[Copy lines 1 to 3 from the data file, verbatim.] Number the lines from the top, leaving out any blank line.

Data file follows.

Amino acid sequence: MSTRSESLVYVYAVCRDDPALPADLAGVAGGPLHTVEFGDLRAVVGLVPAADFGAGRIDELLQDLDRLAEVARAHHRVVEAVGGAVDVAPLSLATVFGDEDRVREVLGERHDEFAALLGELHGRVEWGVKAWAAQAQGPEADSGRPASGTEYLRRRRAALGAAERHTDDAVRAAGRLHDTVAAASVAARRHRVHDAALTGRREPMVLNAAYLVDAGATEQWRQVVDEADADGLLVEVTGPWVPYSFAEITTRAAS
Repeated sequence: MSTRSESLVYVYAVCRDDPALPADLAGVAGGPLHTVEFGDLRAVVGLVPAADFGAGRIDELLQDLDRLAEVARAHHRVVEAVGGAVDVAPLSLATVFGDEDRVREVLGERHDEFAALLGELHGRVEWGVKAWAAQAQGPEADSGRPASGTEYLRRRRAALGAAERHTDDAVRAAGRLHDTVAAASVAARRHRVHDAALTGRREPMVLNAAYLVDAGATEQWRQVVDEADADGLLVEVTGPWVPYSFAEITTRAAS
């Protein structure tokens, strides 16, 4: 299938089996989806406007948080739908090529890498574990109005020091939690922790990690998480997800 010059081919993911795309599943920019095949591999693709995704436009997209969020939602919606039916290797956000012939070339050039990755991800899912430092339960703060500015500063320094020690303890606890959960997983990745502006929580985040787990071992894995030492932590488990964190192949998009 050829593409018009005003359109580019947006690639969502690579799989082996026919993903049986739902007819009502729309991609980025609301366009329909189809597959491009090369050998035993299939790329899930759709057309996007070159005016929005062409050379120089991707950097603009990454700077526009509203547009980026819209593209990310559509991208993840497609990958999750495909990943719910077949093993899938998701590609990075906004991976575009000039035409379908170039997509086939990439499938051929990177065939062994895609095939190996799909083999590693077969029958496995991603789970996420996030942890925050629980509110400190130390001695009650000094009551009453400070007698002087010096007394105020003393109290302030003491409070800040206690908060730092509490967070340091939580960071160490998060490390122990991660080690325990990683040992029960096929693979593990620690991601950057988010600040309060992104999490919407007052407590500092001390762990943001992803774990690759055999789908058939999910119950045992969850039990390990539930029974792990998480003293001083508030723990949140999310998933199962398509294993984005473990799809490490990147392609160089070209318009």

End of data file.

Amino acid sequence: MSTRSESLVYVYAVCRDDPALPADLAGVAGGPLHTVEFGDLRAVVGLVPAADFGAGRIDELLQDLDRLAEVARAHHRVVEAVGGAVDVAPLSLATVFGDEDRVREVLGERHDEFAALLGELHGRVEWGVKAWAAQAQGPEADSGRPASGTEYLRRRRAALGAAERHTDDAVRAAGRLHDTVAAASVAARRHRVHDAALTGRREPMVLNAAYLVDAGATEQWRQVVDEADADGLLVEVTGPWVPYSFAEITTRAAS
Repeated sequence: MSTRSESLVYVYAVCRDDPALPADLAGVAGGPLHTVEFGDLRAVVGLVPAADFGAGRIDELLQDLDRLAEVARAHHRVVEAVGGAVDVAPLSLATVFGDEDRVREVLGERHDEFAALLGELHGRVEWGVKAWAAQAQGPEADSGRPASGTEYLRRRRAALGAAERHTDDAVRAAGRLHDTVAAASVAARRHRVHDAALTGRREPMVLNAAYLVDAGATEQWRQVVDEADADGLLVEVTGPWVPYSFAEITTRAAS
């Protein structure tokens, strides 16, 4: 299938089996989806406007948080739908090529890498574990109005020091939690922790990690998480997800 010059081919993911795309599943920019095949591999693709995704436009997209969020939602919606039916290797956000012939070339050039990755991800899912430092339960703060500015500063320094020690303890606890959960997983990745502006929580985040787990071992894995030492932590488990964190192949998009 050829593409018009005003359109580019947006690639969502690579799989082996026919993903049986739902007819009502729309991609980025609301366009329909189809597959491009090369050998035993299939790329899930759709057309996007070159005016929005062409050379120089991707950097603009990454700077526009509203547009980026819209593209990310559509991208993840497609990958999750495909990943719910077949093993899938998701590609990075906004991976575009000039035409379908170039997509086939990439499938051929990177065939062994895609095939190996799909083999590693077969029958496995991603789970996420996030942890925050629980509110400190130390001695009650000094009551009453400070007698002087010096007394105020003393109290302030003491409070800040206690908060730092509490967070340091939580960071160490998060490390122990991660080690325990990683040992029960096929693979593990620690991601950057988010600040309060992104999490919407007052407590500092001390762990943001992803774990690759055999789908058939999910119950045992969850039990390990539930029974792990998480003293001083508030723990949140999310998933199962398509294993984005473990799809490490990147392609160089070209318009």